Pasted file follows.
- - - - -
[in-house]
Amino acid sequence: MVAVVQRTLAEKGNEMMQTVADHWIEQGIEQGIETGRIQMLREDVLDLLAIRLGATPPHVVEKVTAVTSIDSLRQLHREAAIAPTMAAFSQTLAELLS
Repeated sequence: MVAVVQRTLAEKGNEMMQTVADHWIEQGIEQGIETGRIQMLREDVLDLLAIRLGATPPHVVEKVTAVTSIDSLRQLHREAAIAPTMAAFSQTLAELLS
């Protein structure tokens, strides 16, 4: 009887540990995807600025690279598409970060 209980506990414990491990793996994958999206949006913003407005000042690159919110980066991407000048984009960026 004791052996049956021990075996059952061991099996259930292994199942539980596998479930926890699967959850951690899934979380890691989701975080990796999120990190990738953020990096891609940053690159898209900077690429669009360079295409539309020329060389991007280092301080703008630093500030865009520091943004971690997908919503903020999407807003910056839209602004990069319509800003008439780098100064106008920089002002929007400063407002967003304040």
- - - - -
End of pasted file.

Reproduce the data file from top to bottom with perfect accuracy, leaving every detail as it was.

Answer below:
[in-house]
Amino acid sequence: MVAVVQRTLAEKGNEMMQTVADHWIEQGIEQGIETGRIQMLREDVLDLLAIRLGATPPHVVEKVTAVTSIDSLRQLHREAAIAPTMAAFSQTLAELLS
Repeated sequence: MVAVVQRTLAEKGNEMMQTVADHWIEQGIEQGIETGRIQMLREDVLDLLAIRLGATPPHVVEKVTAVTSIDSLRQLHREAAIAPTMAAFSQTLAELLS
């Protein structure tokens, strides 16, 4: 009887540990995807600025690279598409970060 209980506990414990491990793996994958999206949006913003407005000042690159919110980066991407000048984009960026 004791052996049956021990075996059952061991099996259930292994199942539980596998479930926890699967959850951690899934979380890691989701975080990796999120990190990738953020990096891609940053690159898209900077690429669009360079295409539309020329060389991007280092301080703008630093500030865009520091943004971690997908919503903020999407807003910056839209602004990069319509800003008439780098100064106008920089002002929007400063407002967003304040």